Drawing of an artificial leg from Crewe

Welcome to the second instalment in my series of occasional posts about items from our archives.

Our archive stores contain around one million engineering drawings. Most of these are designs for locomotives, carriages and wagons, ranging from general arrangement drawings of an entire vehicle down to components such as springs and valves – and even table lamps and luggage racks for carriages.

In somewhat smaller numbers there are also architectural and civil engineering drawings, along with designs for other railway equipment like carts, cranes and turntables.

Here’s a more unusual item from the collection: a drawing of an artificial leg, produced by the Crewe Works drawing office in 1885.

Crewe drawing no. 7629: Artificial Leg – General Arrangement and Details

The details on the drawing (“2 off, 1 to full lines and 1 to dotted lines”) show that the plans were for the production of two artificial legs.

So why was this drawing produced in a works that was best known for producing thousands of locomotives?

The answer is connected with the work of Francis William Webb. Webb had been works manager at Crewe, the locomotive works of the London & North Western Railway (LNWR). From 1871 until 1902 he served in the post of Chief Mechanical Engineer for the company. Webb is best known for the many locomotives that he was in charge of designing, one of which, Hardwicke, is on display here at the museum.

‘Hardwicke’ – one of the better known products of Crewe Works.

However Webb was more than just a locomotive designer. He also played a large part in the re-organisation of the LNWR engineering works, which resulted in the company being far more self-sufficient. Whilst works manager, he was responsible for the start of steel production at Crewe, and after his appointment as Chief Mechanical Engineer he moved all signalling work in-house (at the time, it was common for the railway companies to use specialist contractors to supply signalling equipment).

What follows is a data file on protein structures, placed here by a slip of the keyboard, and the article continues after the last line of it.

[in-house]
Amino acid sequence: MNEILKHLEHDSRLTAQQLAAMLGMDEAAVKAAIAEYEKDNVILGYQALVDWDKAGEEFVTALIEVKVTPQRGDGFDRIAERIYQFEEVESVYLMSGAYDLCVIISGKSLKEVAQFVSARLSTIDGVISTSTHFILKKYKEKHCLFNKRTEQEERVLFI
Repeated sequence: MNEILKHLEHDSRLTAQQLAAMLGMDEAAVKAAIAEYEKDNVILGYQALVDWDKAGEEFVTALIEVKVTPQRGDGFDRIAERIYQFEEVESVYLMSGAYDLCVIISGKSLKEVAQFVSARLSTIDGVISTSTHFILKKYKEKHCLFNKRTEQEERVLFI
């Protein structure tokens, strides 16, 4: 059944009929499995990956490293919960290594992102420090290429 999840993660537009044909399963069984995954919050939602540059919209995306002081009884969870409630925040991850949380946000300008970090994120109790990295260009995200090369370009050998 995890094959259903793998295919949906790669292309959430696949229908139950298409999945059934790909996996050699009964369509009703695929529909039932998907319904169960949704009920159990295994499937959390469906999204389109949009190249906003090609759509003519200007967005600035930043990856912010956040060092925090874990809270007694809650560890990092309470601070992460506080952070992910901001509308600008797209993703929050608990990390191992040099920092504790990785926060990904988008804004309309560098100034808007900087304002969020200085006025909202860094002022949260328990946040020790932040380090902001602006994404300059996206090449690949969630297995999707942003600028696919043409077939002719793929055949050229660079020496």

This self sufficiency extended to the company producing its own rails, bricks – and even the production of artificial limbs for disabled staff. Serious injuries to staff were remarkably common on the railways at this time, especially for the permanent way staff working on the track, and workers involved with shunting vehicles. During 1885 alone, 55 LNWR workers were killed and 398 injured due to the travelling of trains or movement of vehicles.

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3 Responses to Drawing of an artificial leg from Crewe

  1. Ian Gourlay says:

    This is a nostalgia piece for me. As a former medial officer at Crewe works, in fact the last BR doctor there this drawing was on the wall in my office. It was actually heading for the rubbish bin until one of my colleagues and predecessor, Dr Dennis Brady rescued it and had it mounted in a frame on the wall. At privatisation I removed it to Rail House in Crewe and donated it to Crewe Heritage Centre. I am pleased to see it has made its way into the national archives. There is a reference to it in Reed’s book ‘Crewe Locomotive Works and its Men.
    I am now in New Zealand and am saddened to hear that Crewe Works has diminished to nothing and that Britain imports railway stock rather than being the world’s railway manufacturer.

    Ian Gourlay, Kawerau, New Zealnd, ex BR Medical officer Crewe and Manchester 1983-95

    • Peter Thorpe, Search Engine Visitor Services Assistant says:

      Hi Ian, Thank you for the fascinating information! Interestingly the drawing shows no obvious evidence of being framed in the past, and I understand the drawings in our Crewe archive were transferred from the British Transport Commission’s collections well before 1995. I wonder whether this is a different version of the drawing and Crewe Heritage Centre still have your framed example?

      ________________________________

      • Ian Gourlay says:

        Peter

        I think it was the only one. The frame was a simple wood and glass one made in the works to hang it on the medical centre wall. I left the frame in the Works Medical Centre and took the drawing as a rolled up scroll to Rail house. When I gave it to Crewe Heritage Centre it was as a rolled up scroll. From memory i think I may have passed it to them earlier then 1995 as the BR Medical Service withdrew from BREL when in was privatised in 1989. It would therefore have been given to the Heritage Centre between 1989 and 1991. It is wonderful to have the leg on view at work again as it is now my computer desktop. Somewhere at home I have a full size copy which was done by the S&T Engineers on their plan printer in Rail House, Crewe. It would be interesting to know if there are more than one original in circulation.
        In the 1980s we did advertise in the local paper to see if anyone still had one of these limbs in an attic or shed but we had no reply.

        Ian

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